OLIVIA BOUZYK explores the intersection of memes and manuscript marginalia. 

Memes are an all too relatable aspect of our everyday life in this hyper-visual internet age. They catch our eye as they pop up on our Facebook, Twitter or Instagram feeds; whether we have been tagged in one or not, memes are in our constant periphery, providing a humorous mode of communication amongst friends and followers. Whilst these images may combine Post-Modern theory with strange looking pets or Kermit the Frog, recently the medieval image has found its way into this digital territory. This intersection of the Medieval image and Modern communication is surprisingly not the most unlikely combination – in fact, it is a partnership that makes complete sense.

Facebook pages such as Classical Art Memes and Medieval Reactions appropriate the Medieval image and caption it with amusing (and painfully relevant) anecdotes; ‘Me at 8pm: “I’m only having a few and I’m deffo getting the last bus home”; Me, drunk at 5am in Maccies…’. The images have been torn off the manuscript page and inserted into a virtual sphere, making it somewhat hard for the modern viewer to appreciate the original context. The images in discussion here are manuscript illuminations that would have featured mainly in religious texts. These images were not deemed to be ‘art’. Art, as we think of the term today, did not exist within the context of the medieval period; instead, craft was considered the main visual form. Art and craft were interchangeable with life and worship. Just as the meme is not acknowledged as an important ‘high art’ form today, neither was the manuscript illumination.

The Medieval period is, to most, one of mystery. Frequently referred to as the Dark Ages or Middle Ages, the period approximately spans from the 5th to the 15th century. Whilst this period is often referred to as ‘backward’, this is not true. It was a time of great social change and turmoil. The Middle Ages in European history is largely ignored because it is sandwiched between two more academically fashionable periods: Roman civilization and the Renaissance, stages we might view as more ‘technologically advanced’. However, this revival of Medieval imagery in meme culture may counter this previously accepted view.

Regarding the visual culture of this period, the average person would not have seen many images in his or her normal day-to-day life. We, on the other hand, are so oversaturated with the visual that it aggressively confronts us wherever we go. For the Medieval viewer, images were only encountered within the space of the Church, and so they had highly religious resonances and connotations. The image held great power over the viewer and could influence the viewer’s mind, body and soul. Images could even affect the physical health of the viewer: pregnant women, for instance, were especially susceptible to the power of the image and were warned against the sight of monstrous images, as it could affect the wellbeing of their unborn child. The eyes were believed to be the gateway to the soul. The intensity with which the image was viewed is lost on a modern audience – even the unsightly images on cigarette packets seem to have no power in discouraging the smoker.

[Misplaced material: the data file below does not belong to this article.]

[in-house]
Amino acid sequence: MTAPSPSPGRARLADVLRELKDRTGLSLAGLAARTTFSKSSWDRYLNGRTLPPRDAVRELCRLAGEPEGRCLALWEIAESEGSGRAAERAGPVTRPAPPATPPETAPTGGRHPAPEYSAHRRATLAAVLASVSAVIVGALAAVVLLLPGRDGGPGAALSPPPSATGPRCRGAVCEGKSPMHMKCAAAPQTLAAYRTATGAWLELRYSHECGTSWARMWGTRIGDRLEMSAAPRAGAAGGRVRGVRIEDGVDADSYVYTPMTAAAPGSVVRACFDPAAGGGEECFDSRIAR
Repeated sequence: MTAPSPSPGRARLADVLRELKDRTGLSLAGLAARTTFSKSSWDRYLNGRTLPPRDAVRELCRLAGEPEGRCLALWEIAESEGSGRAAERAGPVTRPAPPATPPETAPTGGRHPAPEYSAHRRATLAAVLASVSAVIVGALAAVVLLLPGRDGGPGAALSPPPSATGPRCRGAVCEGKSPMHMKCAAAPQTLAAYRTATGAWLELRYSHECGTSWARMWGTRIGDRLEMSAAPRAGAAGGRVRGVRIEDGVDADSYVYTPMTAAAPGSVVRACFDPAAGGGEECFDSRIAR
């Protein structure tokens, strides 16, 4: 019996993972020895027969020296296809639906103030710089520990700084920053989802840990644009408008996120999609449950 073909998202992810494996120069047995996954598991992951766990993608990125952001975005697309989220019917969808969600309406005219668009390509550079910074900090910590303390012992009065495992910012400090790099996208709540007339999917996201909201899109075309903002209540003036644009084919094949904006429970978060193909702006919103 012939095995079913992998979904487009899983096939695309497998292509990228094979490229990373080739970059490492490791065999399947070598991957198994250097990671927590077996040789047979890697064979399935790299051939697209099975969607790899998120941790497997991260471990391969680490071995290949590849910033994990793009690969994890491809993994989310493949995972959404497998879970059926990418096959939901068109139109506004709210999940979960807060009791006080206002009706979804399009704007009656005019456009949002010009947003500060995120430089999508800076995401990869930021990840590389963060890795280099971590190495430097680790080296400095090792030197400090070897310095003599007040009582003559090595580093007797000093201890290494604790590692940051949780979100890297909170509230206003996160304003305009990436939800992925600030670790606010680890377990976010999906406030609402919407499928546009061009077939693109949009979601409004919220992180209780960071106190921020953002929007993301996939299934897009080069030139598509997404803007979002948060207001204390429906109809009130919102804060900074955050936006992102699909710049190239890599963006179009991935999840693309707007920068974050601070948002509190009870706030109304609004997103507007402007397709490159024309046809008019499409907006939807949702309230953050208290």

The images used by popular meme pages today would have originally engaged the viewer in not only a visual but a corporeal manner; it would have been a totalizing, synesthetic experience. The parchment manuscript page was made from stretched animal skin and thus had a distinctive touch; images were caressed, rubbed and kissed. The manuscript page choreographed the reader to engage all senses, something that can be compared to the virtual reality technologies of today. The Art Historian Michael Camille has commented on the similarity between the multi-sensory manuscript page and the interactive screen in emerging technologies in contemporary society. The touch screen makes us interact with images in a similar manner: just as the medieval viewer would have stroked the manuscript page, the modern viewer swipes the screen on his or her smartphone. 

Through the appropriation of Medieval images in memes, readers are engaging with visual culture from over 1000 years ago. However vast this temporal distance may be, it is interesting to note that we still find these images as amusing as they were initially intended to be. The illumination usually provided a break from the text, acting almost as an advert on the margins of a newsfeed. The marginal images thus provided light entertainment for the reader, just like the easily digestible, relatable content of memes. Later in the Medieval period, the role of illuminator and writer was occupied by two separate people. In the production line of the manuscript, the illuminator would handle the page after the writer, allowing them the opportunity to play on the meaning of the words, making visual puns around the text. These images were largely crude, subversive and base, often juxtaposed with the serious religious nature of the writing. Interestingly, for the production line of memes, it is now the illumination that precedes the text, with caption acting as the space for subversive commentary.

Whilst Facebook and Instagram pages appropriate images from all periods in history, it is interesting to notice that the original reaction from a medieval viewer to an image in a manuscript can still have the same effect on a modern viewer. Whilst the illuminated image was marginal in its original function, being an addition to the main text, the meme too is marginal in its relation to what is considered ‘art’ today. These images reveal an engagement with humour that is inherent to both contemporary and medieval visual culture. The medieval image intersects with this modern visual culture, achieving similar responses from its audience across time.  

Featured image courtesy of buzzfeed.net